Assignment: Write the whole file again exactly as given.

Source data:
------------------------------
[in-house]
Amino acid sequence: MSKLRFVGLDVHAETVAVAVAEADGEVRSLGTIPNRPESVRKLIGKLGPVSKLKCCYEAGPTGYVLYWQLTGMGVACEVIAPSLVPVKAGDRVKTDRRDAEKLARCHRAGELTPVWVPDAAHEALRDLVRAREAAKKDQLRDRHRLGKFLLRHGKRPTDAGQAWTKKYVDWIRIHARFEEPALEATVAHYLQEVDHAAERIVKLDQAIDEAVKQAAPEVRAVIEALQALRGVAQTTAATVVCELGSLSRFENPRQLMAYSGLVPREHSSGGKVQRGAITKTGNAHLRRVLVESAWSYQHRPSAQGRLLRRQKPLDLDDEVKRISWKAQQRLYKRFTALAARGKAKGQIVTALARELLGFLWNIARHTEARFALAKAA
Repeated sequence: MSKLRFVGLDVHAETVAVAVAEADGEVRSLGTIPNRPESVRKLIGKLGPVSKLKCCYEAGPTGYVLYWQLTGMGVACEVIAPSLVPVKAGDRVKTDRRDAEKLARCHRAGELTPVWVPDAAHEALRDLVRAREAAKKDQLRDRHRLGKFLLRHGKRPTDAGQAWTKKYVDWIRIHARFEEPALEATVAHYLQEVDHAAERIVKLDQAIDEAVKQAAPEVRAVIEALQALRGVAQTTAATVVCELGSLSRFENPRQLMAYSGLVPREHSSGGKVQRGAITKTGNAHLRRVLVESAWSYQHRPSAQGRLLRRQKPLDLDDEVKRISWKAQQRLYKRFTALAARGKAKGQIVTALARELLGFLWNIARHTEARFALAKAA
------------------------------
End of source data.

[in-house]
Amino acid sequence: MSKLRFVGLDVHAETVAVAVAEADGEVRSLGTIPNRPESVRKLIGKLGPVSKLKCCYEAGPTGYVLYWQLTGMGVACEVIAPSLVPVKAGDRVKTDRRDAEKLARCHRAGELTPVWVPDAAHEALRDLVRAREAAKKDQLRDRHRLGKFLLRHGKRPTDAGQAWTKKYVDWIRIHARFEEPALEATVAHYLQEVDHAAERIVKLDQAIDEAVKQAAPEVRAVIEALQALRGVAQTTAATVVCELGSLSRFENPRQLMAYSGLVPREHSSGGKVQRGAITKTGNAHLRRVLVESAWSYQHRPSAQGRLLRRQKPLDLDDEVKRISWKAQQRLYKRFTALAARGKAKGQIVTALARELLGFLWNIARHTEARFALAKAA
Repeated sequence: MSKLRFVGLDVHAETVAVAVAEADGEVRSLGTIPNRPESVRKLIGKLGPVSKLKCCYEAGPTGYVLYWQLTGMGVACEVIAPSLVPVKAGDRVKTDRRDAEKLARCHRAGELTPVWVPDAAHEALRDLVRAREAAKKDQLRDRHRLGKFLLRHGKRPTDAGQAWTKKYVDWIRIHARFEEPALEATVAHYLQEVDHAAERIVKLDQAIDEAVKQAAPEVRAVIEALQALRGVAQTTAATVVCELGSLSRFENPRQLMAYSGLVPREHSSGGKVQRGAITKTGNAHLRRVLVESAWSYQHRPSAQGRLLRRQKPLDLDDEVKRISWKAQQRLYKRFTALAARGKAKGQIVTALARELLGFLWNIARHTEARFALAKAA